Ultimately, we’re all hackable
Technology can only do so much. So, should we worry? Nah, who wants to read our boring e-mails and pics of lunch?
IF you’re a fan of Game Of Thrones (GOT), you might have got a little more GOT than you expected this past week: series producer and satellite TV network HBO was hacked, with the hackers claiming they stole 1.5 terabytes of data. That’s even more data than was stolen at the 2014 hack of entertainment company Sony that saw digital thieves make off with 200 gigabytes of data (and some embarrassing e-mails, because we all have embarrassing e-mails).
Earlier this year there was the WannaCry virus that was designed to hit old Windows operating systems and hold data for ransom. And the world found out that the majority of users of old operating systems were places like hospitals, and so doctors found themselves locked out of vital patient data.
The threat of being hacked, especially in a day and age when our lives are on our phones, tablets and laptops, is a sobering reality now.
But how likely is any one individual to get hacked?
First off, where would we get hacked? Many people – including myself – are hesitant about using Cloud storage systems. After 2014’s Fappening – when compromising photos of many celebrities were released after their accounts were hacked – it seems to be a legit concern. But in a chat with the good folk at Google, I learned something: storing our data has been designed to be a complicated process exactly so we can’t get hacked.
Take the example of a selfie that I store in the Cloud. Yes, the data is uploaded to the Cloud. But the Cloud is contained in server farms around the world. So that selfie ends up all over the world, in part for back up, in part so if I travel to another continent, I can see a photo of myself just as fast as when I’m at home. Narcissism is fun and easy with the Cloud!
But the part I didn’t know is that only parts of that photo are stored on any one server. So that selfie is broken down into different pieces and stored all over the place, and only when you have all the parts can you actually see my picture. That’s pretty secure.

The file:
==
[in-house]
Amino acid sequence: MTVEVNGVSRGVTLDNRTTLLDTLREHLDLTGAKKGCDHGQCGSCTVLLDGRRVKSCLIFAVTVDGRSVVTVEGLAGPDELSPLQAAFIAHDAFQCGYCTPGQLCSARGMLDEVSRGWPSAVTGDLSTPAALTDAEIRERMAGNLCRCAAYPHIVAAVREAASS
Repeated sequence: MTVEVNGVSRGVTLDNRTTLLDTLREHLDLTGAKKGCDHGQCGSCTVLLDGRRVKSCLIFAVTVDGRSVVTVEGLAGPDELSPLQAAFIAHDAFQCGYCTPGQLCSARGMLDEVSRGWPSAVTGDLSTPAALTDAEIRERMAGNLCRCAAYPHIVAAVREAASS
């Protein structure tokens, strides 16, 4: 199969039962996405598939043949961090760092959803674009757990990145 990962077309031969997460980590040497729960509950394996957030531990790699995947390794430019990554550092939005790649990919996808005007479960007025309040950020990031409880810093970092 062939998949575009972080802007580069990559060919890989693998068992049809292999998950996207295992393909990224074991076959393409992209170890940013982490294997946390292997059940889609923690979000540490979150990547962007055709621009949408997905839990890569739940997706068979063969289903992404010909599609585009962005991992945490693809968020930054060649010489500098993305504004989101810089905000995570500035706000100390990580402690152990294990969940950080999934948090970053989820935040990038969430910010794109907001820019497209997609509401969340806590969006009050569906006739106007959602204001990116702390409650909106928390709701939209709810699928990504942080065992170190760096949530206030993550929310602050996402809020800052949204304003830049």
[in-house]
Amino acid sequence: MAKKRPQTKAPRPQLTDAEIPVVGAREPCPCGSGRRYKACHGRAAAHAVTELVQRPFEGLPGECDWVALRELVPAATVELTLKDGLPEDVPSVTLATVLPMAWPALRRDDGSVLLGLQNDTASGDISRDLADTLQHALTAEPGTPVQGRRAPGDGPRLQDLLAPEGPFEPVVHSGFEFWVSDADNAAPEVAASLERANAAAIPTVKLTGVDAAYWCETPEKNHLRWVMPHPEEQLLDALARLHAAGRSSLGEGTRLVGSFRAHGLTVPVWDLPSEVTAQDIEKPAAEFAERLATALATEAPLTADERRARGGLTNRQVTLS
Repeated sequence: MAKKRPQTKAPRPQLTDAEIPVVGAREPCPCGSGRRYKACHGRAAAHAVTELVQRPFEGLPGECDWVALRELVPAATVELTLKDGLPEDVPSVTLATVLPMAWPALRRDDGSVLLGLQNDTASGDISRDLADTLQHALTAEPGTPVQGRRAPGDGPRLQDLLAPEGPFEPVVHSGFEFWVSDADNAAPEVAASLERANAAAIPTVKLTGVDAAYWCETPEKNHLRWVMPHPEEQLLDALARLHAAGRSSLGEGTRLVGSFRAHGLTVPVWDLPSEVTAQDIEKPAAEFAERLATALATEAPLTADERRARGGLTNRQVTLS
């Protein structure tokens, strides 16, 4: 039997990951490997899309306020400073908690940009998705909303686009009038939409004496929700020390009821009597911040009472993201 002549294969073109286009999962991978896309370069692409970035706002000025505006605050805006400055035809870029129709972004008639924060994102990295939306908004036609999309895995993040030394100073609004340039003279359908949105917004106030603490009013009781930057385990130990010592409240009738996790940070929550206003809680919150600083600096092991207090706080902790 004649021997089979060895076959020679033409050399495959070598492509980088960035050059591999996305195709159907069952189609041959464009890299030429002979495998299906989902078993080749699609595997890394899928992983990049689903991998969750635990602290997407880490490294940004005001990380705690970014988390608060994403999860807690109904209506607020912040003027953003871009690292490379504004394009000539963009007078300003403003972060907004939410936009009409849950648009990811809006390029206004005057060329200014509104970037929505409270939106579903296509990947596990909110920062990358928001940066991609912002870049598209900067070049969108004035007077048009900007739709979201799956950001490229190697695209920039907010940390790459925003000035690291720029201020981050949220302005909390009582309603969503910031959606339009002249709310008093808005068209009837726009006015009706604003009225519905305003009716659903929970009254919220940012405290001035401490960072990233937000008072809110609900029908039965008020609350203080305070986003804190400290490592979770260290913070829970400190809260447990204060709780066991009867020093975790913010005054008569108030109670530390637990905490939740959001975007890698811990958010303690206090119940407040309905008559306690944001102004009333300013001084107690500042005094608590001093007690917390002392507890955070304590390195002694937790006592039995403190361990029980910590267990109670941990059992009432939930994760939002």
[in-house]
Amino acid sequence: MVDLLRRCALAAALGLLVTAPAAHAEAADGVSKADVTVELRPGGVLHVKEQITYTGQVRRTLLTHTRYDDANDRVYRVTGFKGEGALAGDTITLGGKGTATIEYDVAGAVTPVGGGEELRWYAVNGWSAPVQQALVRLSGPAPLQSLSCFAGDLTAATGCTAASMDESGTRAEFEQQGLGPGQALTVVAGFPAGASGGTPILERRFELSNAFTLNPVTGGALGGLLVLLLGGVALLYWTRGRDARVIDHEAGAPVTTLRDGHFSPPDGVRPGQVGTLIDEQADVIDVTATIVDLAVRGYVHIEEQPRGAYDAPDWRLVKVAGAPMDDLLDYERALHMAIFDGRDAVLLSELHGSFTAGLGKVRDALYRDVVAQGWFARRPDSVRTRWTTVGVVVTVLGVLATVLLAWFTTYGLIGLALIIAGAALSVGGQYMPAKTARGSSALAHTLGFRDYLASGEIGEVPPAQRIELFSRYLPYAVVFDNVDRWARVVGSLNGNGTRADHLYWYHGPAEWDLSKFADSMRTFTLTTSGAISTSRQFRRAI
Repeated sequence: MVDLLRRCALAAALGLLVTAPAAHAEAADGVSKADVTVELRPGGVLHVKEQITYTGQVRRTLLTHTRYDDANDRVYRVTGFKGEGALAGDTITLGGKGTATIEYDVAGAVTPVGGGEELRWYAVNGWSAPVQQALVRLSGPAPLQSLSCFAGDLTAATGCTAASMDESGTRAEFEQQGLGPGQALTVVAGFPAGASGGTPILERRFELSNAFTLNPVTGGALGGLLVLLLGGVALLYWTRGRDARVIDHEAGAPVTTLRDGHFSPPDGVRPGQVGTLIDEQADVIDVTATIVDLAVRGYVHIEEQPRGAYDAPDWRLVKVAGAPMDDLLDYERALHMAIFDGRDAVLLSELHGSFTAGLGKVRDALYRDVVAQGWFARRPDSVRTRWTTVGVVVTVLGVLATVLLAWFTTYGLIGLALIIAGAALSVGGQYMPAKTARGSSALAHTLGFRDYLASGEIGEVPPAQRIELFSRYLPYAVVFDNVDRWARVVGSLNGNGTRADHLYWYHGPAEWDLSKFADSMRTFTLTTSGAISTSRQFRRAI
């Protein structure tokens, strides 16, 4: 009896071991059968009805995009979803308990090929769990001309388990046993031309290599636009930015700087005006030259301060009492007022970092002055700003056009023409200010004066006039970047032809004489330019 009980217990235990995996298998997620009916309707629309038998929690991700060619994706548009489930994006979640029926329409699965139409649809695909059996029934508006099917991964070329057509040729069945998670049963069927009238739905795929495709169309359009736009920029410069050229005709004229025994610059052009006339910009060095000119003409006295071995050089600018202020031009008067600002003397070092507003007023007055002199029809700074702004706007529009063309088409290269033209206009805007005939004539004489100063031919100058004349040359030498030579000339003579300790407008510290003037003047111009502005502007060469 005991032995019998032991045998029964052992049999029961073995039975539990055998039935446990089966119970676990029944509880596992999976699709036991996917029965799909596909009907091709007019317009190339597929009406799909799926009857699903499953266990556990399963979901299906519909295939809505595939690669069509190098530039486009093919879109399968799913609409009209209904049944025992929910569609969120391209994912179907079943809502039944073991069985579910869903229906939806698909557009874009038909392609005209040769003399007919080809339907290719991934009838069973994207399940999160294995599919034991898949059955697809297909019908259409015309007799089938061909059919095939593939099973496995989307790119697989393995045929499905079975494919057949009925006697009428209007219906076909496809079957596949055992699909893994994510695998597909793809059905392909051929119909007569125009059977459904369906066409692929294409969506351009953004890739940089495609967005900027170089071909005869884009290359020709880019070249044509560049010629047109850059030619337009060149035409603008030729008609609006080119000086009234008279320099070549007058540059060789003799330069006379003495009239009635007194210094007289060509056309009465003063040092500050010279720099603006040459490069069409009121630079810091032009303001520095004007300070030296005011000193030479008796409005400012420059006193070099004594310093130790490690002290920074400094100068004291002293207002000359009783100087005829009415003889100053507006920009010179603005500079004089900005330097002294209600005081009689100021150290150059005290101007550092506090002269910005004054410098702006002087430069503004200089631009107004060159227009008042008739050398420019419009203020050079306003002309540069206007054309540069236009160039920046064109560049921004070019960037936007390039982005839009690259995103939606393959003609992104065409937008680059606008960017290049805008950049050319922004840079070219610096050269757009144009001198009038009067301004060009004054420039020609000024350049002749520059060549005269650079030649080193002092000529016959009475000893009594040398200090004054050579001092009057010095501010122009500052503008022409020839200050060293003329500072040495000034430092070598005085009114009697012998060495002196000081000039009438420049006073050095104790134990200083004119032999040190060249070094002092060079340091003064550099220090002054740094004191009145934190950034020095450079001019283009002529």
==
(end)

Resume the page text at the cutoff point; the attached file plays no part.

And then imagine this: each piece of that selfie is given a different encryption key, so even if you do get hold of all the parts, if you don’t have the encryption keys, you can’t actually put the photo together and look at my smiling face.
So even if you were to hack the Google Cloud, you’d most likely end up with a bunch of partial files that you don’t have the encryption keys for – essentially, a lot of gibberish.
That seems pretty secure. And it has to be. Google and lots of data storage services make their money by protecting our data, so if someone can hack it, they would be useless.
So what went down when the Fappening was happening (couldn’t wait to use that!)? Basically, a bunch of celebs were using careless passwords like “1234” and “password”, and their accounts were hacked with brute force. Basically, the user was the weakness.
But back to the HBO hack: Surely a big company like that would use data storage services with the type of security I describe above. Turns out it didn’t. Roderick Jones, founder of cyber security and privacy firm Rubica, says that media companies lag far behind on tech and cyber security, and that most likely the hack was done through one of the company’s older operating systems, just like in the case with hospitals.
Which really makes no sense: The places where lives are supposed to be saved depend on outdated tech while the places used to store photos we take of our lunch or our genitalia so we can send it to that special someone use state-of-the- art security.
HBO seems to have been a victim of being too cheap to upgrade Windows XP.
So maybe our data is safe in a Cloud, as hackers seem to be going after low hanging fruit – but, guess what, low hanging fruit is basically all the data we keep on our devices that isn’t stored online, I discovered.
When I was at Defcon (the huge hacker convention held annually in Las Vegas) there was a fun contest to see who could hack into people’s devices on open network WiFi, like the connections offered in hotels and cafes. In fact, open WiFi connections are some of the easiest things to hack, and if you’re like me – too cheap to pay for your own Internet connection – you’re on open networks all day long. I’m writing this column on one right now!
Ultimately, we’re all hackable. If someone puts their mind to it, maybe the only thing protecting the average person – ie, you and me – from being targeted and hacked is that no one wants to read our boring e-mails.
Catch Jason Godfrey on Inspiring Homes on Life Inspired (Astro CH 728).